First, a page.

Getting around China was interesting since I don’t speak the language and certainly can’t read it. Things became even more interesting when we started reading signs that had been translated into English. The creativity of the translators is amazing or else the Chinese – English dictionary was written with a sense of humor.
We learned that climbing The Great Wall of China can be dangerous. Shopping can be dangerous, too. I wasn’t quite sure if I wanted to try this soup: How do cocktails get appointed? I did try to get by one so that I could get one free.
It was nice to see to see that the lobster was able to enjoy a glass of wine.
This fruit ice would be perfect for a special evening:
Use caution when you go into the bathroom:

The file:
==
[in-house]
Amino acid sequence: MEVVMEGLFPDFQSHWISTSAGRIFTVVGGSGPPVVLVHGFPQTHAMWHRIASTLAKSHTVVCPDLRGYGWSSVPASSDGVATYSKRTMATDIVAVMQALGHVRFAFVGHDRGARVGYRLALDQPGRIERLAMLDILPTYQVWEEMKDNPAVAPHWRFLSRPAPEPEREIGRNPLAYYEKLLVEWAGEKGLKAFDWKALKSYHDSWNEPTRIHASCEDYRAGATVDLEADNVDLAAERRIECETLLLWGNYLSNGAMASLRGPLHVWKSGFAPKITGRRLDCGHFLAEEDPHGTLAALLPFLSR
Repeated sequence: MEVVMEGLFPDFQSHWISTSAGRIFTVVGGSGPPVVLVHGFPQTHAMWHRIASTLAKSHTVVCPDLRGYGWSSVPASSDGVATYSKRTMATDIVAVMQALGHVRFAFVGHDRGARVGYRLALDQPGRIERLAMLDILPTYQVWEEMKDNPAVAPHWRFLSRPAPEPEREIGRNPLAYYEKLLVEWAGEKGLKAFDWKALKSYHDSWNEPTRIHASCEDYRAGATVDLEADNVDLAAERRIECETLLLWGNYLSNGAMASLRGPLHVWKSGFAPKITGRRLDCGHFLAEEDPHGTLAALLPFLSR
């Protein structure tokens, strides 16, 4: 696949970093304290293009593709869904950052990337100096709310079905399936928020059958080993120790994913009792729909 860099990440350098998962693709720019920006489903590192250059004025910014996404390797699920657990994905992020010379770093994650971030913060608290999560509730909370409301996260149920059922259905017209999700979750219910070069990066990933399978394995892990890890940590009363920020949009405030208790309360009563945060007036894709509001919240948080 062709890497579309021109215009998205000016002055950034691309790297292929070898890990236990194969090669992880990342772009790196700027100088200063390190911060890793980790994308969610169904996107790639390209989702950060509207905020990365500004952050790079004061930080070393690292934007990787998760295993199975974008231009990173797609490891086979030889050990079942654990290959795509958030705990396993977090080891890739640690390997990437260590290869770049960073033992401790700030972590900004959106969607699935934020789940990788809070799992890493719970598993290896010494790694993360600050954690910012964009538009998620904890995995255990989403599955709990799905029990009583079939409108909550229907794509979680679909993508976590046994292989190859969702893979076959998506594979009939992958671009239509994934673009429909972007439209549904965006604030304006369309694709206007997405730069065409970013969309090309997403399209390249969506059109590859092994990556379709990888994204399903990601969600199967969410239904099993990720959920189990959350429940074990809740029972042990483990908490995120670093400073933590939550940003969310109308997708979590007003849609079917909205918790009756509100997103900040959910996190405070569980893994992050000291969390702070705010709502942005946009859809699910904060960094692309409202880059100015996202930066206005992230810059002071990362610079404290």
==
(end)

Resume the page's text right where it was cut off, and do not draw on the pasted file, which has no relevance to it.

I wonder if there was another place to take a bath?
I’m still not quite sure about these two:
As with all field trips, there are books that enrich the experience. I love Eats, Shoots & Leaves by Lynne Truss and illustrated by Bonnie Timmons. This is the children’s version of their adult book and focuses on how commas can completely change the meaning of a sentence. They have also written Twenty-Odd Ducks (punctuation) and Girls Like Spaghetti (apostrophes). The hilarious illustrations show exactly how the sentences differ depending on where you put a comma.
Another great book is Dear Dear: A Book of Homophones by Gene Barton in which Aunt Ant writes a letter to Deer and it is filled with wonderfully illustrated homophones such as “The Moose loves Mousse. He ate eight bowls.”
The kids all thought the examples were hilarious and promptly came up with some of their own sentences. Have you ever seen oddly written signs or misplaced punctuation that made you think?